The Martian script was adapted from a book written by Andy Weir, and then adapted into a screenplay directed by Ridley Scott. We’re going to analyze The Martian characters, quotes, plot, and ending.
What can we learn from The Martian script and scenes?
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The Martian Script
Click to view and download the entire The Martian script PDF below.
WHO WROTE THE Martian SCRIPT?
Written by Drew Goddard
The MArtian PLOT
Story beats in The Martian script
Let's take a look at the plot summary for The Martian screenplay.
Script Structure of The Martian
1. EXPOSITION (BEGINNING)
The Martian script begins right in the middle of the action with a mission in progress on Mars. We meet Mark Watney and the rest of the team, but then a storm shows up to and an antennae hits Mark Watney. Believing he’s dead, the rest of the team must abort the mission and leave Mark behind.
2. INCITING INCIDENT
The Martian screenplay uses the inciting incident in a very clever way. This is where we learn that Mark is actually not dead, but still injured. Mark must seal up hit suit, deal with his wound and get back into the Habitat.
3. CLIMAX OF ACT ONE
The Martian script has Act One landing around page 25. This is where the team back on Earth realize that Mark Watney is actually still alive, and because of the distance and how complicated the mission would be, they wouldn’t be able to get back to Mars for at least a year.
4. OBSTACLES (RISING ACTION)
The Martian screenplay uses the politics, optics, and technical complications of a rescue mission to act as logical obstacles. We also get to watch as Mark uses his knowledge to prepare a trip across Mars in an effort to meet with NASA when they come back to Mars. Mark grows potatoes, and then goes after the Pathfinder shuttle to try and make contact with NASA.
5. MIDPOINT (BIG TWIST)
The Martian script has the midpoint and big twist occur right around page 65 where the NASA resupply launch fails. Mark’s chances for survival go from bad to worse.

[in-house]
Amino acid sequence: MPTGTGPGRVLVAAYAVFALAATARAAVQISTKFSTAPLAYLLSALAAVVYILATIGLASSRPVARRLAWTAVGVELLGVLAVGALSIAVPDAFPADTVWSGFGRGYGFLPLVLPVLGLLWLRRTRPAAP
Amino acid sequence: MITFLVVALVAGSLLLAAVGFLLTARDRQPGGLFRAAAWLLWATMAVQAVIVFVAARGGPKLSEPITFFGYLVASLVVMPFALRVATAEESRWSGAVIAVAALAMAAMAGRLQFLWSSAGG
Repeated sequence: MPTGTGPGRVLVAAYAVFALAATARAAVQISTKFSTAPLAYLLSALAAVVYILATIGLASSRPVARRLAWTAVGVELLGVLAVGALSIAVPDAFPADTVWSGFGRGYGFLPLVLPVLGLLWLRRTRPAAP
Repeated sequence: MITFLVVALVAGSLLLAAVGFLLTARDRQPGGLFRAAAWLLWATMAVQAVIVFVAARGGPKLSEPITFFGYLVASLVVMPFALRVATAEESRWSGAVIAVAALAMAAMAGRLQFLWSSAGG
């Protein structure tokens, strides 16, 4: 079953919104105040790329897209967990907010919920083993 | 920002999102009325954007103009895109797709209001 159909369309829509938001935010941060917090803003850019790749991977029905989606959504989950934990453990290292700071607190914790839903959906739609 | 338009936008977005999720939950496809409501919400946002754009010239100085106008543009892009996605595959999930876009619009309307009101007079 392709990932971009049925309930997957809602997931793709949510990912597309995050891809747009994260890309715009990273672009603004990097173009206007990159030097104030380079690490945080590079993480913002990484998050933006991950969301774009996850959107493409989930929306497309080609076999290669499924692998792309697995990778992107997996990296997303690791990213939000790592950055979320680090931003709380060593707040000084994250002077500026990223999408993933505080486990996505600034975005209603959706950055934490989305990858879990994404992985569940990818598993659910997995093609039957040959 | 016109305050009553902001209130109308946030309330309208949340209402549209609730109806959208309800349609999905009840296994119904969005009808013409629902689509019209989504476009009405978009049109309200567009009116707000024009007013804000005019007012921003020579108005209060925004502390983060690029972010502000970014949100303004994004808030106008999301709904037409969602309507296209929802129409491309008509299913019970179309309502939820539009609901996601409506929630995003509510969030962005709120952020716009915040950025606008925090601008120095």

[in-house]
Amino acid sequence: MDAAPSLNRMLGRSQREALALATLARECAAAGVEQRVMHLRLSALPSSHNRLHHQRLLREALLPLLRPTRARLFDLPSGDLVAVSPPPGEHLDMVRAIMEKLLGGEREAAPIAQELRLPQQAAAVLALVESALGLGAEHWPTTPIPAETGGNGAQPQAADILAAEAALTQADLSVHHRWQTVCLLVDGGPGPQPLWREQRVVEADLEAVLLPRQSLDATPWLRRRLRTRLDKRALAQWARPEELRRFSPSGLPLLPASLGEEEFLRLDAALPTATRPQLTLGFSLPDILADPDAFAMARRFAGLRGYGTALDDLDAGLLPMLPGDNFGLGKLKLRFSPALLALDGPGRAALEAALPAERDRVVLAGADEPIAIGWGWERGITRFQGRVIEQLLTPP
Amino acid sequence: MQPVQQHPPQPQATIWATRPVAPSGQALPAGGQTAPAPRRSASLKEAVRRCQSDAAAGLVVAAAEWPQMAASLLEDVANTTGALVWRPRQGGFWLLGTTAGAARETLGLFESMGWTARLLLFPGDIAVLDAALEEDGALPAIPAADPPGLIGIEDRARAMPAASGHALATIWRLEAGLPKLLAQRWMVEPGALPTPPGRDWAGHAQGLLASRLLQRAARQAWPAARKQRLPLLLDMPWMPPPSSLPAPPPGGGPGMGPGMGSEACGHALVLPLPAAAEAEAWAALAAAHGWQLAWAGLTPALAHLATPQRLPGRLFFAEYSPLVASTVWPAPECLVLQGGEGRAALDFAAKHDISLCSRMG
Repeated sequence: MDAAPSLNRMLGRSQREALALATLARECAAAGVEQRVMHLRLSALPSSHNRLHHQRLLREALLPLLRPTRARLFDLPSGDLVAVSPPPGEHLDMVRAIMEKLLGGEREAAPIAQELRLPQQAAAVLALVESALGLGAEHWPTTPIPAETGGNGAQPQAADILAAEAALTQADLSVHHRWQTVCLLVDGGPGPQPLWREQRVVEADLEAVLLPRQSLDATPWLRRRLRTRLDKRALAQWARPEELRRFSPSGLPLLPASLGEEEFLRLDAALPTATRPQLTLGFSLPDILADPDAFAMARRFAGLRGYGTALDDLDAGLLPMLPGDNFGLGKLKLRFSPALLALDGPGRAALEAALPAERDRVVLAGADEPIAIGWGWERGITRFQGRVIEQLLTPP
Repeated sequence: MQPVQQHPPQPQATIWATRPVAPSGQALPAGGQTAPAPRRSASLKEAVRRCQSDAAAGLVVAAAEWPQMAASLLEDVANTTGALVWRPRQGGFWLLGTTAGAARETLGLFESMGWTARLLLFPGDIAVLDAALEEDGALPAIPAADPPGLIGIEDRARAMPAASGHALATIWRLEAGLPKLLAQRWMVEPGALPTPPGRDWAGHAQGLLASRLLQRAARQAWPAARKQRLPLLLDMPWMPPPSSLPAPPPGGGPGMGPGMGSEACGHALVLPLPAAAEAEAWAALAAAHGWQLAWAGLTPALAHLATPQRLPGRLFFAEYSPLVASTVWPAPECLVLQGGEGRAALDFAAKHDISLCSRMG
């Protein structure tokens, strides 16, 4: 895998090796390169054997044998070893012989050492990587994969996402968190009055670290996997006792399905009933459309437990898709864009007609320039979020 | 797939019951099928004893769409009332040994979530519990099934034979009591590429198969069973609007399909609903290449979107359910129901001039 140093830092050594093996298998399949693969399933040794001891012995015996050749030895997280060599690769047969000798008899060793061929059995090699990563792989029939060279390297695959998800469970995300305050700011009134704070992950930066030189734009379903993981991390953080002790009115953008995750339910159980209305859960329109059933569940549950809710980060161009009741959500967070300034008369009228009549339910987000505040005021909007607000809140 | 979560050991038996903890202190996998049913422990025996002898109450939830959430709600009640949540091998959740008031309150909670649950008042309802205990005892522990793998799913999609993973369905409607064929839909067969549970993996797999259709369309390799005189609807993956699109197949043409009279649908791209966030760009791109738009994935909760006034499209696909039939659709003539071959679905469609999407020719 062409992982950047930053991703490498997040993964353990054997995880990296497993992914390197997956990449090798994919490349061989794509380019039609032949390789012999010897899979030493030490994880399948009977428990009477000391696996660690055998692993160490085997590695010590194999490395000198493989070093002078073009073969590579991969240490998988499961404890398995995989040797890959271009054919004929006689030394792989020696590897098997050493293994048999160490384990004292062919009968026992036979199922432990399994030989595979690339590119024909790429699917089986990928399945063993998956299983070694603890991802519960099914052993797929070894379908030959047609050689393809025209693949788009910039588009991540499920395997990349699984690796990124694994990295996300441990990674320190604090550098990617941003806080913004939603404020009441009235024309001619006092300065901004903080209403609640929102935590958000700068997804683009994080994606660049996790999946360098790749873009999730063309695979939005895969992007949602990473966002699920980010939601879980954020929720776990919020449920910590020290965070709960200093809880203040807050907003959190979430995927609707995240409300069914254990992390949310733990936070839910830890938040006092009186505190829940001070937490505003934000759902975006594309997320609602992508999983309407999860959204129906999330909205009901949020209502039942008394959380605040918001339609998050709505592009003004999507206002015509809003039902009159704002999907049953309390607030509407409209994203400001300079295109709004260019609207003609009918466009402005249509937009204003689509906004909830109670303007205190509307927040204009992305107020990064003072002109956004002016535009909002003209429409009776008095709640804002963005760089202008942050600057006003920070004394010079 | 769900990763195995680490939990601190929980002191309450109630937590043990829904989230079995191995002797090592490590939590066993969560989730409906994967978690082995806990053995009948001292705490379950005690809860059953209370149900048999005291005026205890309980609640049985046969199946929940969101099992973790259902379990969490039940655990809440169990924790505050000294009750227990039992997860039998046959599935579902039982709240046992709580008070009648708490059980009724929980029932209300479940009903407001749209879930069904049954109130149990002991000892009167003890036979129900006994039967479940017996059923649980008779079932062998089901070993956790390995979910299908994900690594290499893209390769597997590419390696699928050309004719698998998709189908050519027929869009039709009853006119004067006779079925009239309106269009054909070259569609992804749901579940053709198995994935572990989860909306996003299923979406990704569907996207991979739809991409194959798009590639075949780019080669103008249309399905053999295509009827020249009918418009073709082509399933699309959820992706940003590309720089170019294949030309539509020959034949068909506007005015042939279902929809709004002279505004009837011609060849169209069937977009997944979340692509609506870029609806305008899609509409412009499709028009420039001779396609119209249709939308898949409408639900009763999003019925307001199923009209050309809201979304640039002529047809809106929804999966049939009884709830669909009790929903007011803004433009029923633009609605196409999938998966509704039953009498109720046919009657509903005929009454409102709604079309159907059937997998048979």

6. DISASTER & CRISIS
The Martian screenplay uses this section to alternate back and forth between terrible news and life saving ideas from the team on the ground. So while Mark’s situation seems to be getting worse and worse on the surface of the planet, there are new exciting ideas that might be able to save him.
7. CLIMAX OF ACT TWO
The Martian script has the climax of Act Two landing around page 85 where we get a work montage to David Bowie’s Starman. Mark must leave the Habitat and make his way across Mars to the MAV 4.
8. OBSTACLES (RISING ACTION)
The Martian screenplay breaks into Act Three with Mark removing parts of the MAV so that he is light enough to make the trip out to the shuttle, but this will require him to ditch the front of the MAV. He launches, but there are complications like his trajectory and speed. The crew must now figure out a creative way to fix the problem.
9. CLIMAX OF ACT THREE
The Martian script has a great ending to Act Three as Mark and the crew make their one and only attempt to reconnect and save Mark from the surface of Mars. They blow a bomb on the ship, and Mark uses the air inside his suit to thrust himself toward the commander.
10. RESOLUTIONThe Martian screenplay ends with Mark back on Earth. He’s now an instructor for the new recruits at the Academy. The end credits play over the last 10 pages as we see the next mission prepare for the trip to Mars.
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The Martian Script Takeaway #1
The Martian quotesThe Martian quotes are mostly attributed to Mark Watney, and almost all of the best ones are spoken during his personal VLOGs. That’s definitely something remarkable and unique to this film, where the isolation and possibility of Mark’s contribution always having the slight chance that it will either be found after his death, or never found at all.
Here is a list of the great The Martian quotes: